Lady Luck will be a mere spectator when South Africa’s top professionals battle it out at the 28th annual BESTmed Jock Cycle Classique, presented by ASG, on July 23.

In one of the truest tests of strength and endurance on the national classics calendar, riders will compete over 154 kilometres and three stages for the unofficial title of strongest single-day rider.

The prospect of taking on the treacherous Lowveld terrain in the heart of winter has formidable climbers like South African road champion Darren Lill champing at the bit.

“A lot of South African racing comes down to the bunch sprint because the courses are flat and lack distance,” said Lill. “On a professional level there aren’t too many opportunities to break things up.

“What’s nice about the Jock is that it’s longer than most one-day races in South Africa. To me that’s a definite plus and also the fact that it’s got some decent climbs.”

Lill, who won his national title on an equally demanding circuit, is looking forward to leading his new team, Bonitas, to a winning result. “We’re going to race positively in an effort to put the other teams on the back foot. I think we’ve got the riders to do it.”

Having acclimated to the long distances on the international circuit, where he competed for six years, the Capetonian said the Jock would be a good race to stretch his legs and gauge his form ahead of the five-day Clover Tour in August.

The 28-year-old said he was still “sussing out” his fellow local riders but singled out MTN-Qhubeka climbers Dennis van Niekerk and Reinhardt Janse van Rensburg as potential threats.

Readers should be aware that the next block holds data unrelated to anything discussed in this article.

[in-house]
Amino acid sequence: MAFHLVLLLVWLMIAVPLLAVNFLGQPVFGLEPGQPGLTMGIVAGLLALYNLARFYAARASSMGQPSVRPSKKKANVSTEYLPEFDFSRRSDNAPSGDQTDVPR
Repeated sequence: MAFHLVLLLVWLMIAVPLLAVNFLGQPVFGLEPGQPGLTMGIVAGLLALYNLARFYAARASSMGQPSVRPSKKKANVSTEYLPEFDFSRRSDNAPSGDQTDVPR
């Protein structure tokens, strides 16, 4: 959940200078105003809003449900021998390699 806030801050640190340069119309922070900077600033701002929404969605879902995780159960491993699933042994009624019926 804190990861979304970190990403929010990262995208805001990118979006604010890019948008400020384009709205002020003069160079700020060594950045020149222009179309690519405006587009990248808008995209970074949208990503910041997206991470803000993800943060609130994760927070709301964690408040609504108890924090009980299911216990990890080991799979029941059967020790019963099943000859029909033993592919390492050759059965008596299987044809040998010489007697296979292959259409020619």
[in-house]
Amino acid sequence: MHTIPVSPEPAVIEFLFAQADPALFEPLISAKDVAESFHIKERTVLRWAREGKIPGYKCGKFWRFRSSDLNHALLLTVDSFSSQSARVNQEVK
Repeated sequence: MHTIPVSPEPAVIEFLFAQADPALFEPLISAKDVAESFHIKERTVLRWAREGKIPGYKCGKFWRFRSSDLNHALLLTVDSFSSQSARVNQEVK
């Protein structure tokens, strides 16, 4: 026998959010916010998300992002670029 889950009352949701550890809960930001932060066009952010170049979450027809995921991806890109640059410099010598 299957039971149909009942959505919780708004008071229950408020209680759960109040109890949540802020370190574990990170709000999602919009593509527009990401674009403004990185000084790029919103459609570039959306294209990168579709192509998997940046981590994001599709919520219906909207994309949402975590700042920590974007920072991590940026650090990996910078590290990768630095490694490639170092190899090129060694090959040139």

Should Lill demonstrate the kind of form that saw him take the queen stage of the Cell C Tour of South Africa in February, he will be the outright favourite to take line honours.

According to organiser Wynand de Villiers, the Jock is indeed a pure climbers’ race and this year’s edition will be the longest yet. He said riders would encounter the first serious climb (the five-kilometre Hilltop ascent) 30 kilometres into the 42-kilometre first stage between Barberton and Nelspruit.

“Boulders is the signature climb of the 58.8-kilometre second stage to Kaapmuiden. It's a seven-kilometre monster with an average gradient of 12 percent, which is steep in anyone’s book.”

Despite having no trademark climbs on the 54-kilometre third and final stage to Barberton, De Villiers says there are many small backbreakers to challenge even the hardiest soul.

“Kaapmuiden is the lowest point on the route and Barberton the highest, which means riders climb almost all the way back to the start/finish at Coronation Park.

“Finishers generally don't speed past the line – most of them literally have to be held up on their bikes and guided to the medals table,” smiled De Villiers.
“For the ordinary rider it is a massive achievement just to complete the distance in the allotted time.”

He said organisers had decided to return to the multi-stage format last year because riding 150 kilometres in one go in the middle of winter on some of the highest mountains in the country had put the race beyond the scope of all but a talented few.

“With an anticipated field of more than 1400 riders – the most we’ve had in a very long time – we feel vindicated.”

De Villiers said the welcome signing of new sponsors BESTmed and ASG had also secured a solid future for the country’s second oldest road race.

“The added value goes directly into the rider's hands, not just with extra goodie bag items, but it also enables us to give the breakfast and lunch menus a facelift and improve the infrastructure at stopovers.”

Entries close on July 10 but late entries will be accepted at registration at a penalty of R50.

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Coetzee Gouws
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